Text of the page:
In this age of atheism and materialism, many people see faith as essentially an interior attitude that is subjective, imaginative, and psychological. It is, in a word, objectively unreal and subjectively self-deceiving. People claiming to have faith, so they say, are living in a self-invented world that does not exist. Foolish are the believers because they are dreaming their lives away.

Not so according to this Sunday’s readings.

More than a subjective and self-deceiving attitude that lacks objective reality, the Christian faith is grounded on what God has done in human history and what the ancients have attested to, namely, the Passover events (cf. Wisdom 18:6) and the fulfillments of God’s promises to Abraham, both immediate and remote, including Jesus’ incarnation, suffering, and resurrection, and the coming of the Kingdom of Heaven (cf. Hebrews 11:8-19).

More than a mere mental conviction or a feeble hope that something will somehow become a reality, faith “is the realization of what is hoped for and evidence of things not seen” (Hebrews 11:1). In other words, faith actually “gives us even now something of the reality we are waiting for” (Benedict XVI, Spe Salvi, n.7). We are convinced that even now our faith has brought us blessings aplenty; even now we are growing in holiness and becoming more and more like Jesus due to our faith. Faith enables us to see things that are not seen in this world.

Once again, we need St. John Paul II to help us understand the supreme nobility of the act of faith: “Men and women can accomplish no more important act in their lives than the act of faith” because “it is here that freedom reaches the certainty of truth and chooses to live in that truth” (Fides et Ratio, n.13).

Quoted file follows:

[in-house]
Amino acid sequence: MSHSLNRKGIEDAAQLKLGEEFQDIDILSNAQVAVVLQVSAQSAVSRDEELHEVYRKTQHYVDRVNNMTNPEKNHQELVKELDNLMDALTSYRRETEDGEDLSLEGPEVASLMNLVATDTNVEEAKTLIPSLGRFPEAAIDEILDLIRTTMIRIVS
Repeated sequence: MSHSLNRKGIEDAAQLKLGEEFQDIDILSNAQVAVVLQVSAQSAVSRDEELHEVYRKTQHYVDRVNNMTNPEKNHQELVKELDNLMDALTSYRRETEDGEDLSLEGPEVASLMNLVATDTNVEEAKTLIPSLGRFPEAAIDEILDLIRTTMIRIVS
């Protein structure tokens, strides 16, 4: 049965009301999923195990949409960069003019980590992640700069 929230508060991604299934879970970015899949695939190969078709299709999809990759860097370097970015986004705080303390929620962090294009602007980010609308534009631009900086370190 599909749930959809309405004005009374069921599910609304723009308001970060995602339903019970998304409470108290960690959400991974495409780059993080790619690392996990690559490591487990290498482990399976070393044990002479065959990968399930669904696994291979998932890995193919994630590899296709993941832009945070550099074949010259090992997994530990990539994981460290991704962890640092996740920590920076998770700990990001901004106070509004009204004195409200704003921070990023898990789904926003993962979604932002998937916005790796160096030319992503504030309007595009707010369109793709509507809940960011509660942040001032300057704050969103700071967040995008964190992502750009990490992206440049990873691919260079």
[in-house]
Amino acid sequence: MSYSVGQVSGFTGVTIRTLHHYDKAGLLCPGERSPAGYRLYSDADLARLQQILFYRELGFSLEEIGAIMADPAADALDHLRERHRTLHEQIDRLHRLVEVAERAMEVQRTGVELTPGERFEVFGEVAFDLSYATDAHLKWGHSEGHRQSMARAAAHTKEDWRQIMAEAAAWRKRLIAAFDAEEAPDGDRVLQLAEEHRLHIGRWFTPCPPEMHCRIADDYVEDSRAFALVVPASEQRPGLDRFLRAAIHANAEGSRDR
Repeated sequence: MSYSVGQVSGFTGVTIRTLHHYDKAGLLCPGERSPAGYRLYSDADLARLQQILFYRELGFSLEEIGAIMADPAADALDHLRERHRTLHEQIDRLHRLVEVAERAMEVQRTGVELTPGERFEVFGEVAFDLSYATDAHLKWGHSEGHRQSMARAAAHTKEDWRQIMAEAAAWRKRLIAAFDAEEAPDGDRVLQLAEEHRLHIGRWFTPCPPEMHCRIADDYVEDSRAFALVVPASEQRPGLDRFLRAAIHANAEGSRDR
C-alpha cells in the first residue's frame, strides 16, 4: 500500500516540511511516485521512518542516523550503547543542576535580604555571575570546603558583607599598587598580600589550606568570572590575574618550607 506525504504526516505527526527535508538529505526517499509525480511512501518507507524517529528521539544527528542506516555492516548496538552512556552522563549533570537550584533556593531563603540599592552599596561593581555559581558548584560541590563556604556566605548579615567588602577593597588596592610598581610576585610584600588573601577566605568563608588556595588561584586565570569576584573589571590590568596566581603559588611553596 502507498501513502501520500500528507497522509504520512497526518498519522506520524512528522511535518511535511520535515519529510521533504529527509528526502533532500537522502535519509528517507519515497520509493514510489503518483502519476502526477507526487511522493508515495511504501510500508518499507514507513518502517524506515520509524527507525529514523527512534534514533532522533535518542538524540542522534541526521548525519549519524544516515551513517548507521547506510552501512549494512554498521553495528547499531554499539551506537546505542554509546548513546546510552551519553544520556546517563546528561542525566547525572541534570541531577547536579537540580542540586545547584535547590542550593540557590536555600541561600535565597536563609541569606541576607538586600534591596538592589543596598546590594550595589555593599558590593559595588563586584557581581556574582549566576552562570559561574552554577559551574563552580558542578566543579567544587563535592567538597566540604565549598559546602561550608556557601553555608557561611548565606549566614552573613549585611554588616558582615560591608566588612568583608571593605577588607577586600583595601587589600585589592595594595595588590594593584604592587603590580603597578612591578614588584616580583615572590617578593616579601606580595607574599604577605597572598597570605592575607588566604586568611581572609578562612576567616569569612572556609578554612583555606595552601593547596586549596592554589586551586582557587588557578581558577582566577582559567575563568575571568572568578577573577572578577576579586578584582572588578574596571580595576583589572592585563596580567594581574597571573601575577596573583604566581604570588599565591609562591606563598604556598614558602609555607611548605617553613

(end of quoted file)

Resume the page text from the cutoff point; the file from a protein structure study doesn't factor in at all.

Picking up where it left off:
“Do not be afraid any longer, little flock, for your Father is pleased to give you the kingdom.
Sell your belongings and give alms,” Jesus challenged his disciples to live in faith in this Sunday’s gospel (Luke 12:32-33). Through the eyes of faith we see no fear. Through the eyes of faith we behold with great love each other’s profound beauty as the children of God. Through the eyes of faith we set our sights on the “inexhaustible treasure in heaven” (Luke 12:33) during our pilgrimage on earth. Unfortunately, for people whose hearts are fixated only on temporal matters and pleasures, the invisible grandeur that our eyes of faith envision is always just a “dream”.

Posted: August 7, 2016

Edmond Lo

As a Catholic speaker, writer and RCIA Catechist, Edmond is very active in promoting and defending the Catholic faith. He has a MBA, a CPA-CMA, and a MTS (Master of Theological Studies) from U.T., St. Augustine's Seminary. Having worked many years as the CFO of a non-profit organization, he retired at 55 to follow his special vocation of evangelization. The activities he conducts include the CMCC Bible Study Program, the Catechism Revisited Program, the FLL Spiritual Formation Program, Living in the Holy Tradition, RCIA, family groups and retreats, etc. Edmond is a member of the FLL Core Team. He writes Sunday Mass reflections regularly for the weekly FLL NewSpiration. His personal blog:

Other Sunday Reflections

The Shepherd and the King
Jesus is no ordinary king. Like David, his Old Testament type, he is a Shepherd-King. Continue Reading >
Is the rich getting richer and the poor getting poorer?
In God's kingdom of eternal joy, there is no shortage of resources nor discrimination of treatment. Continue Reading >
Preparing for the Royal Visit
If we do not live like we “know” Christ every single day, how do we expect Christ to “know” us when He comes again? Continue Reading >